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Vimy Memorial

1 Old Bristolians

Vimy Ridge (CWGC, 2016)

The Vimy Memorial is a major landmark. The memorial itself is massive, but it dominates the Douai Plain because of its situation at the edge of Vimy Ridge. It commemorates the Canadian soldiers who were killed in the Great War but have no known graves. It was designed by Sir Edwin Lutyens, unveiled in 1936  and stands on land which France has given to Canada so that it is in fact Canadian soil. Canadian soldiers fought throughout the war along the Western Front, but the victory for which the Canadian Army is best remembered is the battle for Vimy Ridge. So the steep rise to Vimy Ridge which gives the Memorial its prominence is sadly also the reason why so many died.


The monument is the centrepiece of a 100-hectare (250-acre) preserved battlefield park that encompasses a portion of the ground over which the Canadian Corps made their assault during the Battle of Vimy Ridge, a military engagement fought as part of the Battle of Arras. Wartime tunnels, trenches, craters and unexploded munitions still honeycomb the grounds of the site, which remains largely closed off for reasons of public safety. Along with preserved trench lines, a number of other memorials and cemeteries are contained within the site.


The memorial took monument designer Walter Seymour Allward eleven years to build. King Edward VIII unveiled the memorial on 26 July 1936, in the presence of French President Albert Lebrun, 50,000 or more Canadian and French veterans, and their families.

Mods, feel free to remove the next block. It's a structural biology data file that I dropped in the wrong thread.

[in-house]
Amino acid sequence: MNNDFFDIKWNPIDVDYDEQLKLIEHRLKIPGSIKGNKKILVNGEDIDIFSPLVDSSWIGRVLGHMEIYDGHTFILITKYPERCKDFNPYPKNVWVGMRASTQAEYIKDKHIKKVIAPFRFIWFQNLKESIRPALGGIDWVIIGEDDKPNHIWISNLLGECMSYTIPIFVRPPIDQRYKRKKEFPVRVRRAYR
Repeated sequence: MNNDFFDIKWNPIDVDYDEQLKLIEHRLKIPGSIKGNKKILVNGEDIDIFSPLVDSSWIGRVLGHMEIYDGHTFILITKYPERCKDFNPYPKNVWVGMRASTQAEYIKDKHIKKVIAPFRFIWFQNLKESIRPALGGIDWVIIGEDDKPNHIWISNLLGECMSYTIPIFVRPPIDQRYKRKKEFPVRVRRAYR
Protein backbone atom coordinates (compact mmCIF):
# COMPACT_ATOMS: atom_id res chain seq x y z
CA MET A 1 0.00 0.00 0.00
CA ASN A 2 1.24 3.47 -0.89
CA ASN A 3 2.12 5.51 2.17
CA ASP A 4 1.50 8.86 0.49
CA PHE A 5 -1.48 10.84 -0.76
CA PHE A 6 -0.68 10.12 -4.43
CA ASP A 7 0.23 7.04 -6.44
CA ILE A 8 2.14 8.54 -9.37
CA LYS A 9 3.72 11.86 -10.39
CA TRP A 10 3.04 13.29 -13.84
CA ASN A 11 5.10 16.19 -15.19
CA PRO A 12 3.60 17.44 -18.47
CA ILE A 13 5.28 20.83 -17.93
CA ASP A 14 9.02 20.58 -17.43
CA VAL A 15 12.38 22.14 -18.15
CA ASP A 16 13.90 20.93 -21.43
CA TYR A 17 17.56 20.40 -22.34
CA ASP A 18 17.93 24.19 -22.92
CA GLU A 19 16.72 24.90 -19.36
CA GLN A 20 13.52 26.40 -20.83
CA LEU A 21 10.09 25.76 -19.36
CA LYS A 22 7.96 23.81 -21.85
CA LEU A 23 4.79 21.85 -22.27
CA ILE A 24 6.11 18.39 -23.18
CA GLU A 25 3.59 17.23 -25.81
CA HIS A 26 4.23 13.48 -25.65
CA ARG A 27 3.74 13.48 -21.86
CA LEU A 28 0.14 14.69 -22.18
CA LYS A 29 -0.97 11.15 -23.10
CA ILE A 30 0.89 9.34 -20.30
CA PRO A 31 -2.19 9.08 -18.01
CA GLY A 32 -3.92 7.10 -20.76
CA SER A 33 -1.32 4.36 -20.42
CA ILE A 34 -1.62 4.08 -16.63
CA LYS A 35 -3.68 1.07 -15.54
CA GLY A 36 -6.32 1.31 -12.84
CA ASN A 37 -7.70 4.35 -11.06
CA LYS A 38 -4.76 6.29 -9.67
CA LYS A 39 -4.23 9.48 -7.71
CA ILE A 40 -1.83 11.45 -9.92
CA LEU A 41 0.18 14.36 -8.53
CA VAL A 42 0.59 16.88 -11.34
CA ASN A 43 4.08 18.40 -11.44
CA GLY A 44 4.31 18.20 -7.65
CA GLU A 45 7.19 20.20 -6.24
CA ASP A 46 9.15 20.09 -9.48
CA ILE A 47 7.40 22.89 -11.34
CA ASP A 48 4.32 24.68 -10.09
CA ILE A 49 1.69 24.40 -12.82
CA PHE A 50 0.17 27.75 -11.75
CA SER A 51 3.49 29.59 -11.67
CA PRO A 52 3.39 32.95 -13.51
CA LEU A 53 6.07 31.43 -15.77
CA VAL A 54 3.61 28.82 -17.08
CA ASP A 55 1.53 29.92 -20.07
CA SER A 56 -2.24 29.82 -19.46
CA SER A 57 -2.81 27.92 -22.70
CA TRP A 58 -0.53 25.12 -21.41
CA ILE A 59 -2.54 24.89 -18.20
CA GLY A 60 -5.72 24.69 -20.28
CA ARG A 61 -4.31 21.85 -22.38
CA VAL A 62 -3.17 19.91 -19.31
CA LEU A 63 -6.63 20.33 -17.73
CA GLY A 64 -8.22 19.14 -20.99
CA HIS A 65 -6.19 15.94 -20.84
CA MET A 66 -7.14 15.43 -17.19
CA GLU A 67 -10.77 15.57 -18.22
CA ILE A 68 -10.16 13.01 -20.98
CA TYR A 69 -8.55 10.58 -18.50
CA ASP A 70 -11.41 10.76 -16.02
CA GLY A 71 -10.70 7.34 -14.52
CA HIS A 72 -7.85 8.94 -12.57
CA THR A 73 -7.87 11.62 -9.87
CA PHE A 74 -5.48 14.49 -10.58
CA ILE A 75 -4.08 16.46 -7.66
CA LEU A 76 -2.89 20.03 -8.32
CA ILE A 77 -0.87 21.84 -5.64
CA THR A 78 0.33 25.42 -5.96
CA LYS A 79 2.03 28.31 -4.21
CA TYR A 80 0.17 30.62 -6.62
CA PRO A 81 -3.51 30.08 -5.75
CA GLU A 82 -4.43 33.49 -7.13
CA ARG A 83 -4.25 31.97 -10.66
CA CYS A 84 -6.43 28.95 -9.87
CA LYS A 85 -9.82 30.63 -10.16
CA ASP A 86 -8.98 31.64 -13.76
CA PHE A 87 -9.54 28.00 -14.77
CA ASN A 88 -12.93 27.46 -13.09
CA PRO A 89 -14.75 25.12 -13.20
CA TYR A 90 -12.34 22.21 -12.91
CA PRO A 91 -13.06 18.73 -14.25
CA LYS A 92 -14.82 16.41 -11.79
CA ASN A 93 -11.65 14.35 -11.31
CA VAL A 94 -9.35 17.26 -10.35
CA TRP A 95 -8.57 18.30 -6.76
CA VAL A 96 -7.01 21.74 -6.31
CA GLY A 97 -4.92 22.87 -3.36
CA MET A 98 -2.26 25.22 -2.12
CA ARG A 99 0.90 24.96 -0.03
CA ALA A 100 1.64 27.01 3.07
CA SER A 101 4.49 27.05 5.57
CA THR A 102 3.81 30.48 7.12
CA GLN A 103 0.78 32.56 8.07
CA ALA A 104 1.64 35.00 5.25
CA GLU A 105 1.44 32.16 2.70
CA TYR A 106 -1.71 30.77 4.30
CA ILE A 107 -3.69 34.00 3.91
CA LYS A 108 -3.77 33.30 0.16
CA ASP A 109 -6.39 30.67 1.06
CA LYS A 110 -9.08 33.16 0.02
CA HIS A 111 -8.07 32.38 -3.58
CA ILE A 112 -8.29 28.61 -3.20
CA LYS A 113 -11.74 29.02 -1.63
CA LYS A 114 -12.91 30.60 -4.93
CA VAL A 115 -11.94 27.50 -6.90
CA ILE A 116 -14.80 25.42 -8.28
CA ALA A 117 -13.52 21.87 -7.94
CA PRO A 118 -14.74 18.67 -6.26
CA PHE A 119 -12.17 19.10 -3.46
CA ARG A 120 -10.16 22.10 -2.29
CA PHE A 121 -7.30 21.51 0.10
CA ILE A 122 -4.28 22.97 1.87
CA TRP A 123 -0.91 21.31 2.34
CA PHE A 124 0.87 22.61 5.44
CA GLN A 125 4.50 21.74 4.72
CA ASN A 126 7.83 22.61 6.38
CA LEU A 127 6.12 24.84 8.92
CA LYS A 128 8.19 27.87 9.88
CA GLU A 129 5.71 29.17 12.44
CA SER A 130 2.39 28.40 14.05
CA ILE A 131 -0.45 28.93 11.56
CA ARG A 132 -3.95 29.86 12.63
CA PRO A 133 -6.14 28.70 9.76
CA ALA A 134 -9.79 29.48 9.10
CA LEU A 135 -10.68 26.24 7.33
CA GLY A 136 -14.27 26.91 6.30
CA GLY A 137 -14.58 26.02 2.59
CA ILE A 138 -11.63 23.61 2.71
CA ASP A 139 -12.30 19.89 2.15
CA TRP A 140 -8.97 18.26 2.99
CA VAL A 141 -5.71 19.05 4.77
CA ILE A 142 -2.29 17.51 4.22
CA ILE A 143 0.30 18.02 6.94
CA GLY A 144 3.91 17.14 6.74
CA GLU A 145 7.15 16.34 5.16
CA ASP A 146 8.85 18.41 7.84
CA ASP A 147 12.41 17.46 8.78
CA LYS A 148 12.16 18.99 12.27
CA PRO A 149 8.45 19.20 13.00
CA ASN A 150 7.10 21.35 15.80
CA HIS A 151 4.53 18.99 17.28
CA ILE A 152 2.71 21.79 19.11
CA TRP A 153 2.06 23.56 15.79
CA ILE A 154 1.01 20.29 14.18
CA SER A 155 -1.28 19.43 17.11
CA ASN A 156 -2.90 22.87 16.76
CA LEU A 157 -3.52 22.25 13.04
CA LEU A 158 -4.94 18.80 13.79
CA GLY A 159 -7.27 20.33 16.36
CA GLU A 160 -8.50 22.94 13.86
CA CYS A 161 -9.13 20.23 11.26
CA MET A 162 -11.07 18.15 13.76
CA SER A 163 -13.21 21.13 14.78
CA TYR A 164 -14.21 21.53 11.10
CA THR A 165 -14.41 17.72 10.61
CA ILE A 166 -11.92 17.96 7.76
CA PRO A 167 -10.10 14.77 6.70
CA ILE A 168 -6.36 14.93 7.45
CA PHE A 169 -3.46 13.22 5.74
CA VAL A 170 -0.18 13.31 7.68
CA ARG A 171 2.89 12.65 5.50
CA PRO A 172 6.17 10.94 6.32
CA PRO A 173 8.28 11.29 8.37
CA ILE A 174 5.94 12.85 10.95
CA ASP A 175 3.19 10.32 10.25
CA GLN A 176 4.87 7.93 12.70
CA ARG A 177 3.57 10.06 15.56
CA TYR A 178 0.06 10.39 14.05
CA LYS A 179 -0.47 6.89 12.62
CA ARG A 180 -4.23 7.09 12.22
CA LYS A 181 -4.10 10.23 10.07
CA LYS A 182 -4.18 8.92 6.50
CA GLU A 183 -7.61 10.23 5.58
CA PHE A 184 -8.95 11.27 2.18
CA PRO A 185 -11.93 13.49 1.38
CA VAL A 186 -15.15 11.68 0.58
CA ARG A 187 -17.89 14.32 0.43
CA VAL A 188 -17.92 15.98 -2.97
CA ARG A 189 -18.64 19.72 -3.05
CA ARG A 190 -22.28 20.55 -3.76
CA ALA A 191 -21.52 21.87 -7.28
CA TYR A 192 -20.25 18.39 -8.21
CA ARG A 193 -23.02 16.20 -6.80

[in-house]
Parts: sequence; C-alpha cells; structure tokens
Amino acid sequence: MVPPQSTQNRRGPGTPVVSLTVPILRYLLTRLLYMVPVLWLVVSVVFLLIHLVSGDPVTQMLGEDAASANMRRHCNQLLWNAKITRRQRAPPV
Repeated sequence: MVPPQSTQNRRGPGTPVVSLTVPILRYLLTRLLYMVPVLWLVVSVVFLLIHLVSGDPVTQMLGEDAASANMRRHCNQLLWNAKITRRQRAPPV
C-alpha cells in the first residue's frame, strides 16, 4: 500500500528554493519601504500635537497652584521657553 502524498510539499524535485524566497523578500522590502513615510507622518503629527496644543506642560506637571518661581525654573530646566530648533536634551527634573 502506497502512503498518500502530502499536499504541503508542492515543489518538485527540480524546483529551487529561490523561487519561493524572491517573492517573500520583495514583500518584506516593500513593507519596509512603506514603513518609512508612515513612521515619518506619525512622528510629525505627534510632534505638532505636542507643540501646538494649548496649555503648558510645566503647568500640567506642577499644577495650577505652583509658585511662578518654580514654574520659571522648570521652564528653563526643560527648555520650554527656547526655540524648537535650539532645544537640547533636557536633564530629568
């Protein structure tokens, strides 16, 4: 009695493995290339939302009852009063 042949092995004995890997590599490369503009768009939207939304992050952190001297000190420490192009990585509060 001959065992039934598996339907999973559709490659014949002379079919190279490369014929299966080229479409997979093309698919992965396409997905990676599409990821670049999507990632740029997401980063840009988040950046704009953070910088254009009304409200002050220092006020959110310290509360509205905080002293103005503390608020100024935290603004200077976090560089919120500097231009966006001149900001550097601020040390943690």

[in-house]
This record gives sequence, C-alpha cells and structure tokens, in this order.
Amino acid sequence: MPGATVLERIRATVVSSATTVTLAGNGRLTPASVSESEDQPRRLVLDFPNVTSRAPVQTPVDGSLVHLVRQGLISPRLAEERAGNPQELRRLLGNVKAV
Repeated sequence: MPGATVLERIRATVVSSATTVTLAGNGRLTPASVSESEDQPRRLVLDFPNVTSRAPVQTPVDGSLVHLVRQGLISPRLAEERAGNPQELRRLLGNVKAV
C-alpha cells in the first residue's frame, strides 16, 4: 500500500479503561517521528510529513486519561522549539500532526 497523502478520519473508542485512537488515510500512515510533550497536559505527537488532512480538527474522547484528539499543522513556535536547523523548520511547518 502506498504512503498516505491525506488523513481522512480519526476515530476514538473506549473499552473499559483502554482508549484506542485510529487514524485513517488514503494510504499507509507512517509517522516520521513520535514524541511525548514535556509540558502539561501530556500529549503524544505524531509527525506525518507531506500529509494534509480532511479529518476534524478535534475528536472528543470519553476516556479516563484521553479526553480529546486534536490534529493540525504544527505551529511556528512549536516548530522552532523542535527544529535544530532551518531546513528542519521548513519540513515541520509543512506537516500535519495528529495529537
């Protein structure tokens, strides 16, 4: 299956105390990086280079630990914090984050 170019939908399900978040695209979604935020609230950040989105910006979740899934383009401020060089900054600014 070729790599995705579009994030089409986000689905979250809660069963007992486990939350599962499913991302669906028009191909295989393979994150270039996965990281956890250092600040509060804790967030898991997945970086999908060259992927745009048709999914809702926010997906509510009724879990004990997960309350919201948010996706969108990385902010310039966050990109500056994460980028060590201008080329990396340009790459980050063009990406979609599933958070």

Following an extensive multi-year restoration, Queen Elizabeth II rededicated the memorial on 9 April 2007 during a ceremony commemorating the 90th anniversary of the battle. The memorial site is one of two National Historic Sites of Canada located outside of Canada and is maintained by Veterans Affairs Canada (the other is the Beaumont-Hamel Newfoundland Memorial).


Martin, Stanley Frederick Alwin 

Martin was born on 27/03/1883, and attended the School from 1893-1898. He served as a Major  in the Army, with the Princess Patricia's Canadian Light Infantry (Eastern Ontario). Martin sadly lost his life on 15/09/1916, as a result of the War.


MacKinnon, Daniel


MacKinnon did not attend Bristol Grammar School, however one hundred years later his great nephew, Roderick MacKinnon is Headmaster of BGS.

MacKinnon was born on 20/03/1892. He served as a Private in the Canadian Infantry, 13th Bn. MacKinnon sadly lost his life on 23/05/1915, as a result of the War.


Daniel was killed in action in these circumstances:

During an action at Festubert, he was with a gun crew which remained in the trenches an additional 36 hours after his Battalion had been relieved. Whilst standing near the gun in the front line trench at about 8.45 o’clock on the evening of May 23rd 1915, he was shot through the head by a bullet and instantly killed.

Photographs & Site Map

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